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Personally, I think it’s utterly unreasonable for DogVacay to take my account information and use it to sign me up for a different website without telling me. I think the folks at DogVacay should have realized that, if I’d wanted an account on Nextdoor, it was well within my abilities to go set one up.

I also think Nextdoor should have held DogVacay to a higher standard, and not accepted the new accounts unless 1. DogVacay had notified its users and 2. Users affirmatively consented to it. At the very least, Nextdoor shouldn’t have kept sending me email when I hadn’t signed up for an account or verified my email address.

DogVacay, do better. Your business exists because of dog sitters who entrust you with their data, and Rover.com is waiting in the wings.

UPDATE (January 20, 2016 at 2:15 PM)

I emailed my concerns to DogVacay, offered to talk to them, and sent them a copy of this blog post. I got two emails from them. The first at 10:45 AM with the subject line “Exclusive: Grow your business on Nextdoor for free.”

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Note that there’s no language like “We set up an account for you on another site.”

The second email came at 1:19 PM, from a customer service rep:

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Then there was a coupon code for $50.

 

 

Looking Back on 6 Years of Fighting for Chelsea Manning

Follow me on Twitter @RaineyReitman

President Obama announced that he would commute Chelsea Manning’s sentence today. Instead of spending another 28 brutal years in a military prison for men, she’ll walk free in just a few months.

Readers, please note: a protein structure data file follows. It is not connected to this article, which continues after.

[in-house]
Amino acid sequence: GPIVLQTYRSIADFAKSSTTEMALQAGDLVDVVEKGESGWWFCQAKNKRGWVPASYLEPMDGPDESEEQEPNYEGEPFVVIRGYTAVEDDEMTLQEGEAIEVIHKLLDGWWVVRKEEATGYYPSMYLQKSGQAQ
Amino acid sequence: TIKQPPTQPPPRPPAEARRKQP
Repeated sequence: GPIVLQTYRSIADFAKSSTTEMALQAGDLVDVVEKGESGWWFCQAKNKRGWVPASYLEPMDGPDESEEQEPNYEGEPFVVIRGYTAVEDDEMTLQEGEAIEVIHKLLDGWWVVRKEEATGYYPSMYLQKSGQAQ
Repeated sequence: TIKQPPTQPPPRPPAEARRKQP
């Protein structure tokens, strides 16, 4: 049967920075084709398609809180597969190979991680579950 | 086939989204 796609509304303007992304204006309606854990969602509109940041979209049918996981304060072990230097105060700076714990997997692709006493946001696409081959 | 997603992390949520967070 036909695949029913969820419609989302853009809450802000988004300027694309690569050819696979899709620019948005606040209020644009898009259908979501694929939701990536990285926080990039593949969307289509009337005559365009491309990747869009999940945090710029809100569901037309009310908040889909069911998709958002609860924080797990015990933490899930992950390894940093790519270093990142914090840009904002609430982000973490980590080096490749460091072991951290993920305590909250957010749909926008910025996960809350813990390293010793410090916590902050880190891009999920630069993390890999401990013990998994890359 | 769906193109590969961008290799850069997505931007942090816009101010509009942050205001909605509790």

Chelsea inspired me, and her actions forever changed my life. I remember watching the Apache helicopter video of American soldiers gunning down unarmed people in Iraq, including a Reuters journalist and two children. It fundamentally changed how I saw America’s overseas wars.

I believed strongly that this video belonged in the public. People who elect our government had a right to see what was being done in our name. They had a right to decide for themselves if they agreed with our foreign policies. The day it was published by Wikileaks, I sent it to pretty much everyone I knew.

In late May 2010, Manning was detained. Sometime around June 10th or 11th, word leaked out to the press that an Army analyst named “Bradley Manning” was being charged with leaking classified documents to WikiLeaks. On June 11th, an anarchist in Bratislava named Mike Gogulski put up a blog post on BradleyManning.org—a domain he had just registered—linking to the Apache helicopter video. On June 13th, he put out a blog post asking for volunteers.

He said he needed writers:

“We need people writing on-topic, current material on an ongoing basis. Articles could be published here either under your name or pseudonymously, and material already published elsewhere is welcome.”

I decided to send an email.